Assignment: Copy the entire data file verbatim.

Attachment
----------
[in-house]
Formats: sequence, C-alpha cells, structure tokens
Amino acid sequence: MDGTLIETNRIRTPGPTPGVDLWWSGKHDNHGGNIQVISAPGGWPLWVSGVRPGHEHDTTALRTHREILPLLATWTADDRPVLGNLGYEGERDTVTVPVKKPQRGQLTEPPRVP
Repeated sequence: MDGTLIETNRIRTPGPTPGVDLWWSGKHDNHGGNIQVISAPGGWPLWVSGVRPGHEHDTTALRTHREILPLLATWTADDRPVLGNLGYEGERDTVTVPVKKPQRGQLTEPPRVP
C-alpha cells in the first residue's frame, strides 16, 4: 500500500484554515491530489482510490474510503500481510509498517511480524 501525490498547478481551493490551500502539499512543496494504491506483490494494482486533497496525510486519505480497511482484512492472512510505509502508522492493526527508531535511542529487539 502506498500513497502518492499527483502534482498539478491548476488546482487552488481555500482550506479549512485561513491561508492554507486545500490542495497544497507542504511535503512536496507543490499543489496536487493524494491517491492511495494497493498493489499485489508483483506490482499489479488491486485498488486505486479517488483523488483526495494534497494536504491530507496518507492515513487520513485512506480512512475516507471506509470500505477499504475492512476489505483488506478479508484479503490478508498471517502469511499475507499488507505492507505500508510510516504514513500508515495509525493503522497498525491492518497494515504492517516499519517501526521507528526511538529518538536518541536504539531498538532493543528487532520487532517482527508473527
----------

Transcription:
[in-house]
Formats: sequence, C-alpha cells, structure tokens
Amino acid sequence: MDGTLIETNRIRTPGPTPGVDLWWSGKHDNHGGNIQVISAPGGWPLWVSGVRPGHEHDTTALRTHREILPLLATWTADDRPVLGNLGYEGERDTVTVPVKKPQRGQLTEPPRVP
Repeated sequence: MDGTLIETNRIRTPGPTPGVDLWWSGKHDNHGGNIQVISAPGGWPLWVSGVRPGHEHDTTALRTHREILPLLATWTADDRPVLGNLGYEGERDTVTVPVKKPQRGQLTEPPRVP
C-alpha cells in the first residue's frame, strides 16, 4: 500500500484554515491530489482510490474510503500481510509498517511480524 501525490498547478481551493490551500502539499512543496494504491506483490494494482486533497496525510486519505480497511482484512492472512510505509502508522492493526527508531535511542529487539 502506498500513497502518492499527483502534482498539478491548476488546482487552488481555500482550506479549512485561513491561508492554507486545500490542495497544497507542504511535503512536496507543490499543489496536487493524494491517491492511495494497493498493489499485489508483483506490482499489479488491486485498488486505486479517488483523488483526495494534497494536504491530507496518507492515513487520513485512506480512512475516507471506509470500505477499504475492512476489505483488506478479508484479503490478508498471517502469511499475507499488507505492507505500508510510516504514513500508515495509525493503522497498525491492518497494515504492517516499519517501526521507528526511538529518538536518541536504539531498538532493543528487532520487532517482527508473527